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Virus scare occurs on Vandenberg computer

VANDENBERG AIR FORCE BASE, Calif. --  Physically disconnecting the computer from the local area network is the first action people should take when a possible virus is attacking their computer. (Courtesy graphic)

VANDENBERG AIR FORCE BASE, Calif. -- Physically disconnecting the computer from the local area network is the first action people should take when a possible virus is attacking their computer. (Courtesy graphic)

VANDENBERG AIR FORCE BASE, Calif. -- A real world virus scare occurred on a computer used for Public Affair customer service located in Bldg 12000 on Sept. 10.

"It started by duplicating a file all over my desktop," said Senior Airman Nichole Roberts, a 30th Public Affairs photographer. "When it first happened I didn't know what was going on, but then it hit me to disconnect it from the LAN (local area network) because it might be a virus."

Physically disconnecting the computer from the local area network is the first action people should take when a possible virus is attacking their computer.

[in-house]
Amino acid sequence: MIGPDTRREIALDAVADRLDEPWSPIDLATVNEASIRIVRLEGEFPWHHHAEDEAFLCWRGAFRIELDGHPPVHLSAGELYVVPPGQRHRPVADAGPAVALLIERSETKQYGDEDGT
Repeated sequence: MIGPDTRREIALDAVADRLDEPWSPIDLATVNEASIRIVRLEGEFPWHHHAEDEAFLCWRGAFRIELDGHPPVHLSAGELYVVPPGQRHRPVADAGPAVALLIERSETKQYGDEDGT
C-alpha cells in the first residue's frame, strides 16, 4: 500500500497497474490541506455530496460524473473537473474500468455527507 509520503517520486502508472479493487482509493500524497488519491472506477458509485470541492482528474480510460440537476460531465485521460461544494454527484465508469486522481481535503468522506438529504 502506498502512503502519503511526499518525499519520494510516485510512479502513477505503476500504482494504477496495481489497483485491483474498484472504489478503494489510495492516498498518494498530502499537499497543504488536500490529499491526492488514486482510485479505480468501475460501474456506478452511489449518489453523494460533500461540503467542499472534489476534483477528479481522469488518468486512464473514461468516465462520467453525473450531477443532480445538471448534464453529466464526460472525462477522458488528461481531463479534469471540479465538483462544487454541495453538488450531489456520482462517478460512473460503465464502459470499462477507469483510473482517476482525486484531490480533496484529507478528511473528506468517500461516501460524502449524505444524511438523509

"The Airman that responded did exactly what they are supposed to do in those situations," said Staff Sgt. Danny Twyman, 30th Space Communications Squadron wing information assurance manager.

Another important measure that Airman Roberts took was to contact her Information Systems Security officer.

"It is important to tell someone so the origin of the virus can be determined and the problem can be fixed," Sergeant Twyman said. "Figuring out what happened on one computer helps prevent it from others."

Every computer on the installation should have a checklist for how to respond to computer viruses and what to do if a classified system is under attack.

"People should review these checklists so they are familiar with the steps," Sergeant Twyman said. "It could be potentially dangerous to an entire network of computers if a virus isn't responded to properly."